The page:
News

Arlington woman knits, donates hats to Cascade Valley Hospital patients

Arlington resident and knitter Alyce Matson shows Cascade Valley Hospital patient Mave Zosel hats that she and her friends have knitted. Matson has donated more than 100 hats to the hospital over the past few years. - Adam Rudnick
Arlington resident and knitter Alyce Matson shows Cascade Valley Hospital patient Mave Zosel hats that she and her friends have knitted. Matson has donated more than 100 hats to the hospital over the past few years.
— image credit: Adam Rudnick

ARLINGTON — Mave Zosel knew she was going in for a medical appointment last week, but she didn’t know she’d come home with a new piece of clothing.

Zosel, who is undergoing treatment at Cascade Valley Hospital for an iron deficiency, got an unexpected gift during her visit Thursday, March 25 — a hand-made knitted cap.

“I think it’s amazing,” said Zosel, who was sitting in an oversized chair in the hospital’s new oncology clinic. “I imagine many of the patients here will be able to use these. I can too — to cover up my hair.”

Although Zosel may have a full head of hair, many patients aren’t as fortunate due to chemotherapy and radiation treatment.

To counter the effects of their hair loss, Arlington resident Alyce Matson started donating hats that she and her friends had made.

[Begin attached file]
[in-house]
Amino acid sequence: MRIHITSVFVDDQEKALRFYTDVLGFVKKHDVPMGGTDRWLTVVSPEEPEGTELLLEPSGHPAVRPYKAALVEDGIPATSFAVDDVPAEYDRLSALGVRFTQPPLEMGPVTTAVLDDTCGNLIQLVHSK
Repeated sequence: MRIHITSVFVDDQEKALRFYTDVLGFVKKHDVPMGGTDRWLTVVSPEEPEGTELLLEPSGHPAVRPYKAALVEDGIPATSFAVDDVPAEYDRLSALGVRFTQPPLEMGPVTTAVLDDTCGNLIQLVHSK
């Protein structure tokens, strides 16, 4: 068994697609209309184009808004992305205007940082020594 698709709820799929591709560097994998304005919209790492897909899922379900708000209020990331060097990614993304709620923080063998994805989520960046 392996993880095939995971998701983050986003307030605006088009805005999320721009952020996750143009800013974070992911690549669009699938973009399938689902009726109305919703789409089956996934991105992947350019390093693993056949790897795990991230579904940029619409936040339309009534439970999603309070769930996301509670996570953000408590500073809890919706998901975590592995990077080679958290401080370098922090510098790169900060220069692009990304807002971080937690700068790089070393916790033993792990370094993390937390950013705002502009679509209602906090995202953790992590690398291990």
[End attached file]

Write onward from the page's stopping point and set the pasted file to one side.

She started about three years ago when her best friend had cancer.

“I wanted to do something special for her,” Matson said.

“It’s just something I’ve continued to do.”

Matson said she knits hats as she watches television during the evenings. At an average pace, she can complete a hat once every three days.

“I started out making afghans for my grandchildren, which means I’ve made seven of them,” she said. “I have quite a collection of yarn that’s leftover for the hats.”

She even solicits donations from her friends.

“I hit them up and tell them I need more hats,” Matson joked.

Matson has donated more than 100 hats of all shapes and colors to the hospital so far, including three bags worth during her most recent visit. The hats are handed out to patients for free while they undergo treatment.

“It’s amazing,” said Jennifer Egger, community relations coordinator for Cascade Valley Hospital. “I wish we had 10 Alyces.”

Egger said that she’s constantly amazed by the volunteers who donate their time and materials to the hospital.

She said the efforts made by volunteers like Matson make Cascade unique. The hospital has a number of volunteers that greet patients, work in accounting and medical records or contribute items, such as Matson’s caps.

“All of the touches that a community hospital can provide really makes it special,” Egger said.

Matson said donating the hats just makes her feel good.

“It makes me feel like I’m doing something for others that they appreciate and they use,” Matson said. “They seem pretty pleased.”

For more information about becoming a volunteer at Cascade or helping donate to Matson’s cause, call 360-618-7850.

We encourage an open exchange of ideas on this story's topic, but we ask you to follow our guidelines for respecting community standards. Personal attacks, inappropriate language, and off-topic comments may be removed, and comment privileges revoked, per our Terms of Use. Please see our FAQ if you have questions or concerns about using Facebook to comment.
blog comments powered by Disqus

Read the latest Green Edition

Browse the print edition page by page, including stories and ads.

Oct 25 edition online now. Browse the archives.